Medical Student’s Lament
I no longer feel human.
The center of my brain has fallen out –
phone numbers of friends,
my mother’s lullaby when I was three,
yellow daffodils in the rain –
I no longer linger on these.
My parents are now
white-coated lecturers bringing
five forms of data:
chalk, overhead pen,
you must, you must, you must,
photo of people you want to cry about so you laugh,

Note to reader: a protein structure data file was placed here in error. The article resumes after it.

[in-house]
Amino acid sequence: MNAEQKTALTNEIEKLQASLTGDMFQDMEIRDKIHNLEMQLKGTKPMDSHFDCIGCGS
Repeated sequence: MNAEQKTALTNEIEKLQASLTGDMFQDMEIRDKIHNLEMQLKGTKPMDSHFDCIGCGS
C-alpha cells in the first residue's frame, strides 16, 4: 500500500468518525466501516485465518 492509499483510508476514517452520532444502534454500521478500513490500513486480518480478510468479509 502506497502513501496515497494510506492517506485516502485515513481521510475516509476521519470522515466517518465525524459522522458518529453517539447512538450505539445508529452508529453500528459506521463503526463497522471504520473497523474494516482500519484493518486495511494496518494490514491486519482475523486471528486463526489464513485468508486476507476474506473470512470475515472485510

sounds and the power of the multiple choice test.
Sometimes people move to a new town
and they forget why they came.
They mow their lawns,
they make friends,
they get used to living next to the cemetery,
above radioactive ash, and without telephones.
In the smallest ways,
I’ve moved into medicine’s
latest storefront on the mall.
I’ve learned to live on promises
of a better day next week,
When Thursday comes,
I may forget why I came.